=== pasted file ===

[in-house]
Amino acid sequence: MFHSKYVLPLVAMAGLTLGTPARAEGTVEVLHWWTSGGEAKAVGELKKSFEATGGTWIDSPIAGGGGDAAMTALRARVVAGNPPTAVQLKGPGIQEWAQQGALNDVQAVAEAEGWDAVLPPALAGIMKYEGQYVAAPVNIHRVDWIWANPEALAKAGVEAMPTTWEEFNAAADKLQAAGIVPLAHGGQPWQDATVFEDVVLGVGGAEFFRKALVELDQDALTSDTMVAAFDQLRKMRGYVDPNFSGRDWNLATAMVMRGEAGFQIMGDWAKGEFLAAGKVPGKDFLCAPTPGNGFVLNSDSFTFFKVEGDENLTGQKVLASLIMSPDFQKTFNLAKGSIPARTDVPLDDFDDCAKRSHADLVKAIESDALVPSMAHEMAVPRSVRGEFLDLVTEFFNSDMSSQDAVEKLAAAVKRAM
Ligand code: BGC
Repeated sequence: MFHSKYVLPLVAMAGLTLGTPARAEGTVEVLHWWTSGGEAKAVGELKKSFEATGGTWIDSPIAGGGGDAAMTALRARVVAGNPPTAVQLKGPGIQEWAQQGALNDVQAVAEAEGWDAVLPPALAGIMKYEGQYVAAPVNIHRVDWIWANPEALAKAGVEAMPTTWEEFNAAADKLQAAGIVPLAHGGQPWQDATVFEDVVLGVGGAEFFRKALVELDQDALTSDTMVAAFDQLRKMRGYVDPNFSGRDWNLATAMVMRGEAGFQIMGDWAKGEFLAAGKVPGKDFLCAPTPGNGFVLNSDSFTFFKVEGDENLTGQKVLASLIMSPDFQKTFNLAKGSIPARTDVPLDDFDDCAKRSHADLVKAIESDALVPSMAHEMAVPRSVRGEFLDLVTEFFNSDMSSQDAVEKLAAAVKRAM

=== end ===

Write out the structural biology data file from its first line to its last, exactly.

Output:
[in-house]
Amino acid sequence: MFHSKYVLPLVAMAGLTLGTPARAEGTVEVLHWWTSGGEAKAVGELKKSFEATGGTWIDSPIAGGGGDAAMTALRARVVAGNPPTAVQLKGPGIQEWAQQGALNDVQAVAEAEGWDAVLPPALAGIMKYEGQYVAAPVNIHRVDWIWANPEALAKAGVEAMPTTWEEFNAAADKLQAAGIVPLAHGGQPWQDATVFEDVVLGVGGAEFFRKALVELDQDALTSDTMVAAFDQLRKMRGYVDPNFSGRDWNLATAMVMRGEAGFQIMGDWAKGEFLAAGKVPGKDFLCAPTPGNGFVLNSDSFTFFKVEGDENLTGQKVLASLIMSPDFQKTFNLAKGSIPARTDVPLDDFDDCAKRSHADLVKAIESDALVPSMAHEMAVPRSVRGEFLDLVTEFFNSDMSSQDAVEKLAAAVKRAM
Ligand code: BGC
Repeated sequence: MFHSKYVLPLVAMAGLTLGTPARAEGTVEVLHWWTSGGEAKAVGELKKSFEATGGTWIDSPIAGGGGDAAMTALRARVVAGNPPTAVQLKGPGIQEWAQQGALNDVQAVAEAEGWDAVLPPALAGIMKYEGQYVAAPVNIHRVDWIWANPEALAKAGVEAMPTTWEEFNAAADKLQAAGIVPLAHGGQPWQDATVFEDVVLGVGGAEFFRKALVELDQDALTSDTMVAAFDQLRKMRGYVDPNFSGRDWNLATAMVMRGEAGFQIMGDWAKGEFLAAGKVPGKDFLCAPTPGNGFVLNSDSFTFFKVEGDENLTGQKVLASLIMSPDFQKTFNLAKGSIPARTDVPLDDFDDCAKRSHADLVKAIESDALVPSMAHEMAVPRSVRGEFLDLVTEFFNSDMSSQDAVEKLAAAVKRAM